The #MeToo hashtag and the resulting movement swept across social media in 2017 following reports of sexual assault allegations against film producer Harvey Weinstein. Due in part to the #MeToo movement and the attention it brought to the issue of misconduct at work, purchasers are now increasingly alert to the reputational and financial risks associated with workplace sexual harassment. Some purchasers are addressing these risks by requiring that vendors provide diligence disclosure and a legal representation concerning sexual harassment in merger and acquisition agreements (often referred to as “Weinstein Clauses” or “#MeToo Reps”)1.
In addition to a compliance representation asserting that the target has complied with its legal obligations with respect to sexual harassment, such as maintaining a workplace policy, implementing anti-harassment training, and properly investigating all complaints or instances of harassment, a purchaser may want a specific representation regarding the experience of the target with respect to sexual harassment. For instance, a purchaser may request disclosure of any allegations of workplace sexual harassment made against employees, officers, or directors at the target company, any complaints of workplace sexual harassment received by the target company and/or its human resources department, and/or any settlements that the target company has entered into related to workplace sexual harassment. Further, a purchaser may want a vendor to represent and warrant that, other than those disclosed, no further allegations, complaints, or settlement agreements related to workplace sexual harassment of the kind described above exist.
What degree of comfort can a purchaser secure that such representations are accurate, and how effective are they at compelling the vendor to provide thorough disclosure? One pervasive problem with #MeToo diligence is that workplace sexual harassment typically goes unreported2. If the vendors are unaware of such conduct taking place, they cannot disclose that conduct to a purchaser, and a vendor’s insistence that it has no allegations or complaints to disclose may be indicative of a cultural problem at the target. However, where a vendor does have knowledge of allegations, complaints, or has entered into settlements relating to sexual harassment, the effectiveness of #MeToo diligence will largely depend on how the vendor chooses to navigate the tension between providing thorough disclosure while upholding its obligations regarding privacy, privilege, and confidentiality.
Where this consent has not been obtained, businesses subject to federal privacy laws may be able to rely on the “business transaction exemption”, which allows parties to share personal information for diligence purposes without seeking consent3. This exemption is also found in certain provincial privacy regimes4. Under this exemption, disclosure of personal information is only permitted if it is necessary to decide whether to go ahead with an acquisition and close the deal. Given the personal and sensitive nature of a sexual harassment allegation, complaint, or settlement, the vendor should be certain that any associated personal information is truly necessary and relevant before disclosing it. What is relevant and necessary to disclose will be highly contextual and vary according to the circumstances.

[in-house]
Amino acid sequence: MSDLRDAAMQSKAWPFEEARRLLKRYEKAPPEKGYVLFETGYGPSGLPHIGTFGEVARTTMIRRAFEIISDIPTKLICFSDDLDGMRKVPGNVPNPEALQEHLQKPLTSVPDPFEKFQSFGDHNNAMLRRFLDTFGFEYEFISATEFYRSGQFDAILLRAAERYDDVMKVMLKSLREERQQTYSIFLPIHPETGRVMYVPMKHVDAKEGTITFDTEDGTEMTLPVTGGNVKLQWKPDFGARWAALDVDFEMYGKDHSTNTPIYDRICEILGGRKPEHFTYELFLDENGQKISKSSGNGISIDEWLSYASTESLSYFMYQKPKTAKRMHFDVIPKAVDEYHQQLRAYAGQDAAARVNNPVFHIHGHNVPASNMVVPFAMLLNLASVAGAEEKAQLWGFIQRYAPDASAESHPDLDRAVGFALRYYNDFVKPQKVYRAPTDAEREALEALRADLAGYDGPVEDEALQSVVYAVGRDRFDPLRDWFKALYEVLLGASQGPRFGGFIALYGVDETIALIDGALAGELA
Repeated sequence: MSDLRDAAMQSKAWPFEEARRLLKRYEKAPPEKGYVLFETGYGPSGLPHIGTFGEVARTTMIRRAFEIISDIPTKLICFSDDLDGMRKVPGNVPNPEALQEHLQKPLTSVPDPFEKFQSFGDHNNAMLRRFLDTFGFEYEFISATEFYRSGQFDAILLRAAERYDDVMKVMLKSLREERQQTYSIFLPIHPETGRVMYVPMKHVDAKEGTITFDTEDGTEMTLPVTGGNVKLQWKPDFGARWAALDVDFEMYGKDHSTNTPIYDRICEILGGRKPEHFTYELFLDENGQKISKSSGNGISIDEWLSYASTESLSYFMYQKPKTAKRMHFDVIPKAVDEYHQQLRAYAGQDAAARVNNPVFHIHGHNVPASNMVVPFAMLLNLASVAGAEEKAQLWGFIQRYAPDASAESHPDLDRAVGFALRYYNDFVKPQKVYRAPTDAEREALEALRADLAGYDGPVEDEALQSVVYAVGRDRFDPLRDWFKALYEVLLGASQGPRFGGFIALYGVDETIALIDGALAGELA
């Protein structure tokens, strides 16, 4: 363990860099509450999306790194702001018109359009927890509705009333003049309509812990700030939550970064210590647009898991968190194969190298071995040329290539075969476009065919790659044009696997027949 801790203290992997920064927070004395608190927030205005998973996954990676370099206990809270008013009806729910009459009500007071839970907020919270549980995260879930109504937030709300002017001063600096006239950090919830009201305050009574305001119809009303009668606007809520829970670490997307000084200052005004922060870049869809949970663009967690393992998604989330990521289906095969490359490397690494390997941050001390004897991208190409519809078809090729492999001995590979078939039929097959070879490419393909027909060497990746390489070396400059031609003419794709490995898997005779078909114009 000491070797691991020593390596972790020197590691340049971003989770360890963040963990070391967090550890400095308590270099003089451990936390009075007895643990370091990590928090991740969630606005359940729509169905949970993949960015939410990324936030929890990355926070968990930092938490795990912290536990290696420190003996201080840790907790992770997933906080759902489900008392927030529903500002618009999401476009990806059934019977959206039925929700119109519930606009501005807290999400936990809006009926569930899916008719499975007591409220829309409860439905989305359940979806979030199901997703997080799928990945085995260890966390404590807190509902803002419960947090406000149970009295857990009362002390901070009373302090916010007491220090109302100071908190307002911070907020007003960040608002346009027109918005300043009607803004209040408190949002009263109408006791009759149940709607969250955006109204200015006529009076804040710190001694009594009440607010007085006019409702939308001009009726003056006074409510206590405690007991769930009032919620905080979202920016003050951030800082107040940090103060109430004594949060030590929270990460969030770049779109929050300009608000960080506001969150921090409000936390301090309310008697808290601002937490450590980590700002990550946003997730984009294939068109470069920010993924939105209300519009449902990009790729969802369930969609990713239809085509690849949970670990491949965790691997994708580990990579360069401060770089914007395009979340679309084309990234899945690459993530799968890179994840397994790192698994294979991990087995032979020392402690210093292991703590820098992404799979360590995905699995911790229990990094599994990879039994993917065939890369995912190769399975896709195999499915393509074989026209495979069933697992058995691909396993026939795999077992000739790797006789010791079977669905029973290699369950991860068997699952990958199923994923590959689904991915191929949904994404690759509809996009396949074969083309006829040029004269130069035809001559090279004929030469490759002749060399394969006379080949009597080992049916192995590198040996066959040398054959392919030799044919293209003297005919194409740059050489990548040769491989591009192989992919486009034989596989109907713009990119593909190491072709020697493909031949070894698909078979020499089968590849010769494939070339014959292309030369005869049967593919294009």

For example, where the vendor has investigated a complaint, found misconduct had occurred, terminated the employment of the accused as a result, and received a release from the accused, it might be unnecessary to disclose the accused’s identity for the deal to move forward. Providing a redacted copy of the release may be sufficient. On the other hand, if the vendor is actively investigating accusations against a senior executive, the accused’s identity may very well be relevant to whether a prospective purchaser wants to continue with the proposed transaction. Notably, the Federal Government’s Bill C-11 to amend PIPEDA proposes that personal information should be de-identified before it can be shared without consent under the business transaction exemption, emphasizing the need to closely consider what information is necessary and whether meaningful consent has or can be obtained from the individuals involved5.
Regardless of how much is disclosed, parties should document the types of personal information posted to the data room as well as their mutual agreement that this information is necessary to close the transaction. After closing, pursuant to PIPEDA, all individuals whose information was shared must be notified6. Further, purchasers should ensure that this sensitive information remains properly protected, including within the company, and destroyed when it is no longer required.
Privilege and confidentiality
During the due diligence process, vendors and purchasers often share privileged and confidential documents and information in the interests of a common goal: the transaction. This is done on the understanding that such communications shared between parties to a commercial transaction retain their privileged status - despite being shared with a third party - by falling under the ambit of common interest privilege7. In this regard, disclosing the existence and/or results of an internal investigation related to an allegation or complaint of sexual harassment will likely be protected by common interest privilege.